Five ways to increase your sales

Seat number 5

The pressure to increase ticket sales is an ongoing challenge for many organisations. We offer a simple approach.

Many organisations in the cultural sector face rising targets, with pressure to generate ever more sales and income.  In the face of busy workloads and the need to balance income objectives with wider organisational objectives such as audience development, this can seem daunting.

So, here’s some good news to help keep things simple.  There are only five ways to increase your ticket sales:

  • Acquisition – get new customers
  • Reactivation – get lapsed customers to come back
  • Retention – get more of last year’s customers to come back
  • Frequency – get customers to buy more shows each year
  • Party size – get customers to bring more people

Get new customers

Getting new customers is often a high priority because it can also speak to an organisation’s wider objectives including audience development.  There are many case studies around getting new customers (for example in the final report on the New Audiences programme funded by Arts Council England from 1998-2003).

Consequently, many organisations are already very good at attracting new customers, and at increasing that number each year.  However, many organisations have a lot of “oncers” – new customers who book once and apparently never come back.  If you are one of these organisations then you may agree that often the real challenge is getting them to return…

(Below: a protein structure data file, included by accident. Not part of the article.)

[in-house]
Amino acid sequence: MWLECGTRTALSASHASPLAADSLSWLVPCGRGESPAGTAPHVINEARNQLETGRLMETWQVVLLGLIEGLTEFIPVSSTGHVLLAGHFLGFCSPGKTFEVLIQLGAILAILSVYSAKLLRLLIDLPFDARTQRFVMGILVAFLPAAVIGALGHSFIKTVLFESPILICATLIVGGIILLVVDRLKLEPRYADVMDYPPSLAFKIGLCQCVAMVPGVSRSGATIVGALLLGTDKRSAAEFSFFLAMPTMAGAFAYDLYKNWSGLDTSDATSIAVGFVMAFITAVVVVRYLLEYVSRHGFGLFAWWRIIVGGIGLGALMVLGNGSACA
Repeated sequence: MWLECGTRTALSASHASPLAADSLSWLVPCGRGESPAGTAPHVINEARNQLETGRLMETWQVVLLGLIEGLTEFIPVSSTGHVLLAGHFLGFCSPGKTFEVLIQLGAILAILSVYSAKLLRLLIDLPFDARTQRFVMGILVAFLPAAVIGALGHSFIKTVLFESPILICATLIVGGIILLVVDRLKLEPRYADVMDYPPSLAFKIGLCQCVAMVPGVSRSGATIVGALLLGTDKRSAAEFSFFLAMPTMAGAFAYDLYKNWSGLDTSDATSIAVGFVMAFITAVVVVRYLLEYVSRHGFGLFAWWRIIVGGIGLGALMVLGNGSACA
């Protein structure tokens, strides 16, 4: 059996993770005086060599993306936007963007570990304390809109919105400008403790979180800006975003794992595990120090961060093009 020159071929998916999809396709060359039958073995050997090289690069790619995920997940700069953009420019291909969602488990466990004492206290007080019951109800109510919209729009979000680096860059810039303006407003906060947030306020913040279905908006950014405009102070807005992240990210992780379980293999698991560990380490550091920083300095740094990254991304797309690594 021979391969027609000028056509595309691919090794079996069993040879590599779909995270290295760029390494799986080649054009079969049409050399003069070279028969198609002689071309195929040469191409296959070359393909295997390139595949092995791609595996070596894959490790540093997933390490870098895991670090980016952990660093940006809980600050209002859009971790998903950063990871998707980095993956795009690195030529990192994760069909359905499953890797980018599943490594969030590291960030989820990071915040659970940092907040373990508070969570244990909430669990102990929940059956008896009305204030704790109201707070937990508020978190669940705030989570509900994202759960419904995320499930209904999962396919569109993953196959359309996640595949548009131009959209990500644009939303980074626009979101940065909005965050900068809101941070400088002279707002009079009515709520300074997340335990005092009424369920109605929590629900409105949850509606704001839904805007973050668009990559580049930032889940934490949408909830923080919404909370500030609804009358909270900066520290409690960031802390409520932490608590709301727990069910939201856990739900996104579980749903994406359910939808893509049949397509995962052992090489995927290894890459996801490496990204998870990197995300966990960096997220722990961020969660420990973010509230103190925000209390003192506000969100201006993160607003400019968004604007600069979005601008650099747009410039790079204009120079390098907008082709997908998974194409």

Get lapsed customers back

Getting historic customers to come back is often given less focus than getting new customers.  Previous bookers are typically targeted on a “show by show” basis where organisations mail people who booked shows similar to the one they are trying to sell.  What is less common is developing campaigns focused on encouraging someone to return, regardless of what they might be interested in.

 

RetentionGet more of last year’s customers back

For those managing subscriptions or membership schemes, the proportion of last year’s members or subscribers that renew is often treated as a key measure of success.  It is less commonly considered in respect of single ticket bookers.  The Segmentation Engine makes it easy to track your retention (or ‘churn’ – the measure of how many customers you are not getting back), but also your customer ‘flow’ so you can see what last year’s customers did previously and what they’re doing now.  This means you can take action to target people to return.

 

FrequencyGet customers to buy more shows

Getting customers to buy more shows each year is often the quickest ‘win’ because you are targeting customers who already know and like what you do.  Again, many organisations approach this “show by show”, rather than making an assessment of how to develop an offer to encourage different customer segments to buy slightly more across a whole year than they do now.

 

Party SizeGet customers to bring more people

As well as just encouraging a larger party size, e.g. family bookings, there are many different ways to get your current customers to market on your behalf and bring more people with them – including encouraging your customers to become ambassadors (with benefits for those customers achieving a certain level of sales) and developing your offer for groups so that bookers perceive a benefit to organising a larger group.

So, remember “Acquisition, Reactivation, Retention, Frequency, Party Size”.  These are the only five ways you can increase your ticket sales.